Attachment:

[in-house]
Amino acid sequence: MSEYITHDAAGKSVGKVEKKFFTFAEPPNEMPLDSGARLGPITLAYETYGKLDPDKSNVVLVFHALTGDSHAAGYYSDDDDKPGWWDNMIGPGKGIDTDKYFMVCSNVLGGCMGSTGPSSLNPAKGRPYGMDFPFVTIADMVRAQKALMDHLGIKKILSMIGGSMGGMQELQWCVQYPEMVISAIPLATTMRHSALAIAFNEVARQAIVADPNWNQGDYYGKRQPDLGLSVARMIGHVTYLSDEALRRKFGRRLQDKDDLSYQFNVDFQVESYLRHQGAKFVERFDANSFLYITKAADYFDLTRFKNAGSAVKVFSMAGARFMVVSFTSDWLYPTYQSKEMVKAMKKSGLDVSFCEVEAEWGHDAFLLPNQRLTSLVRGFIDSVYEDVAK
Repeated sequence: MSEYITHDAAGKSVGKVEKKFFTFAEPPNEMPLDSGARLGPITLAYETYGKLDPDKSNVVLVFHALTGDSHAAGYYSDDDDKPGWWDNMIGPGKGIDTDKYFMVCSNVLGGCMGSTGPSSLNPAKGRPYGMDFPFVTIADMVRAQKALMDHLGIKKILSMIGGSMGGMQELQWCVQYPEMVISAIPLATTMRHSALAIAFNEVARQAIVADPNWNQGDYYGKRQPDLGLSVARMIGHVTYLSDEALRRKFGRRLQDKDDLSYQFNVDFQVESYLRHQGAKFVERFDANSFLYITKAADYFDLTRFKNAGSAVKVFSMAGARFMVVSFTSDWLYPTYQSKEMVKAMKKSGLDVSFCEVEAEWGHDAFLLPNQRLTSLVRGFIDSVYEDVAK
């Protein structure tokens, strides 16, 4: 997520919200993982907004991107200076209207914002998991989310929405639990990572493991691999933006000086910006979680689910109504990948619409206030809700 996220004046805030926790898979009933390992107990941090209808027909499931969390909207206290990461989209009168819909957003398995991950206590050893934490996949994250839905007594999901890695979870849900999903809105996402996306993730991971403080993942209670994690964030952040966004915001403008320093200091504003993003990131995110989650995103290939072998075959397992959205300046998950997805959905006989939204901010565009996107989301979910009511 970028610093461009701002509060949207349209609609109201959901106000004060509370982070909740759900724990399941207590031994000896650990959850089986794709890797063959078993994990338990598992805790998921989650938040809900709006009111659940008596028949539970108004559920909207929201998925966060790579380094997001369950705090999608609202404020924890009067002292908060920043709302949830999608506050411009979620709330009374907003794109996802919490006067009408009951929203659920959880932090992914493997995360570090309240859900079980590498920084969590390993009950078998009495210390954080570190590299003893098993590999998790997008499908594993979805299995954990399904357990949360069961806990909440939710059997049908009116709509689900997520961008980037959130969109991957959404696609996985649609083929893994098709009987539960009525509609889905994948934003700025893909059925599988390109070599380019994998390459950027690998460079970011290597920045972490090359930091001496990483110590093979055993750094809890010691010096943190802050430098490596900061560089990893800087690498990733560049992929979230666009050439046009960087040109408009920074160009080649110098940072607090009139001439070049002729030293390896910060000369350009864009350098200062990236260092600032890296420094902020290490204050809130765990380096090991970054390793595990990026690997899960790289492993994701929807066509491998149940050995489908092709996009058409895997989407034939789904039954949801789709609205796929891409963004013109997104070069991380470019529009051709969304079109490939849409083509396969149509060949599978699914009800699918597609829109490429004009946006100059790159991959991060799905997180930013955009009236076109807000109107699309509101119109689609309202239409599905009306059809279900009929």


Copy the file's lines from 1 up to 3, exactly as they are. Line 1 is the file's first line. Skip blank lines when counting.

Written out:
[in-house]
Amino acid sequence: MSEYITHDAAGKSVGKVEKKFFTFAEPPNEMPLDSGARLGPITLAYETYGKLDPDKSNVVLVFHALTGDSHAAGYYSDDDDKPGWWDNMIGPGKGIDTDKYFMVCSNVLGGCMGSTGPSSLNPAKGRPYGMDFPFVTIADMVRAQKALMDHLGIKKILSMIGGSMGGMQELQWCVQYPEMVISAIPLATTMRHSALAIAFNEVARQAIVADPNWNQGDYYGKRQPDLGLSVARMIGHVTYLSDEALRRKFGRRLQDKDDLSYQFNVDFQVESYLRHQGAKFVERFDANSFLYITKAADYFDLTRFKNAGSAVKVFSMAGARFMVVSFTSDWLYPTYQSKEMVKAMKKSGLDVSFCEVEAEWGHDAFLLPNQRLTSLVRGFIDSVYEDVAK
Repeated sequence: MSEYITHDAAGKSVGKVEKKFFTFAEPPNEMPLDSGARLGPITLAYETYGKLDPDKSNVVLVFHALTGDSHAAGYYSDDDDKPGWWDNMIGPGKGIDTDKYFMVCSNVLGGCMGSTGPSSLNPAKGRPYGMDFPFVTIADMVRAQKALMDHLGIKKILSMIGGSMGGMQELQWCVQYPEMVISAIPLATTMRHSALAIAFNEVARQAIVADPNWNQGDYYGKRQPDLGLSVARMIGHVTYLSDEALRRKFGRRLQDKDDLSYQFNVDFQVESYLRHQGAKFVERFDANSFLYITKAADYFDLTRFKNAGSAVKVFSMAGARFMVVSFTSDWLYPTYQSKEMVKAMKKSGLDVSFCEVEAEWGHDAFLLPNQRLTSLVRGFIDSVYEDVAK